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Dads see kids ‘come a long way’ at Special Olympics
Five-year-old Triplets Erin Bailey, left, Connor Bailey, center, and Paige Bailey, right, show their dad Dan Bailey, all from Schaumburg, their ribbons after participating Saturday (June 16, 2007) in the Special Olympics Young Athletes at Illinois State Univiersity in Normal. (Pantagraph/CARLOS T. MIRANDA)

NORMAL - Hundreds of dads spent a special Father's Day weekend with their children at the Special Olympics Illinois Summer Games. Some saw their youngsters compete for the first time. | Photo gallery

"This just means everything to me. They've come a long way," Daniel Bailey said of his 5-year-old children, who were born six weeks early.

The Young Athletes Program showed six children from 2 to 7 years old - too young be in Special Olympics - how to perform physical activities that could lead to their participation once they reach age 8. The new program is open to children with developmental and physical disabilities.

Bailey and his wife, Colleen, brought their triplets from Schaumburg to participate in the program for younger children. Erin, Paige and Connor enjoyed bouncing an imaginary ball and sitting on the floor for the "heads, shoulders, knees and toes" activity.

Bailey said he could envision only one improvement to the holiday weekend.

"It will be better when they can get on the golf course," he said.

Dave Breen, vice president of area management for Special Olympics Illinois, brought his three children to the event held at Illinois State University.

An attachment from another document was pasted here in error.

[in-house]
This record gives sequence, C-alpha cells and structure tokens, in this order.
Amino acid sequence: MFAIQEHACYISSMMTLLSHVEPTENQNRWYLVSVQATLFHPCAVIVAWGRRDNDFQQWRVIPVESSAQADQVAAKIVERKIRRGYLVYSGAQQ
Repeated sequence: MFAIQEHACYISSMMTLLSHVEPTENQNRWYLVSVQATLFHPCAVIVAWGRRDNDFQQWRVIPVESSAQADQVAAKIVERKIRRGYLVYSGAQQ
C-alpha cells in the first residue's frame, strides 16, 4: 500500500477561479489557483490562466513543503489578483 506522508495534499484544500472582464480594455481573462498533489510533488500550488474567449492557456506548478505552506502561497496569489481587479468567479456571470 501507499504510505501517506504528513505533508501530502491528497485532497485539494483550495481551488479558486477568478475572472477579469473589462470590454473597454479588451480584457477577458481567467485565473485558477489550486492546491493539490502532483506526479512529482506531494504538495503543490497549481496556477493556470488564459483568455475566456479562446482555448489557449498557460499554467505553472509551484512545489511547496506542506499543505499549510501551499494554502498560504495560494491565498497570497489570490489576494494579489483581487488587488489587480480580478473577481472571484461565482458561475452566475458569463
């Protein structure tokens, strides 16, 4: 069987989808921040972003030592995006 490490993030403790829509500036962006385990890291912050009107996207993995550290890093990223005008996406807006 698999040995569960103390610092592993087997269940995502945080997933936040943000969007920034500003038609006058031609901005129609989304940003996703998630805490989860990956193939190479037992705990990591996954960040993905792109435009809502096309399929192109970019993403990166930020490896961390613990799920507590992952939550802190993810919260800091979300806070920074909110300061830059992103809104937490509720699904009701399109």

About 700 families and 2,000 participants attended the Special Olympics events.

"Seeing all the families here with their children - it's just huge. And I love my kids seeing what's going on here," said Breen.

Rob Klobnak sat on the sidelines while two of his children were on the mats at the Young Athletes Program.

The family from Germantown Hills is involved in many activities designed to help the two children ages 7 and 5.

"I enjoy seeing them have fun. This is just another activity to try out for Savannah," Klobnak said of his 7-year-old daughter.

Klobnak said he will serve as grill master today for a Father's Day cookout.

Jennifer Marcello, manager of the Young Athletes Program, said she is encouraged with the interest in the opportunity for younger children, their siblings and friends.

"This is something to help kids get moving and improve their motor skills, coordination and social skills," said Marcello.

The six children who participated in the demonstration received Special Olympics plaques.


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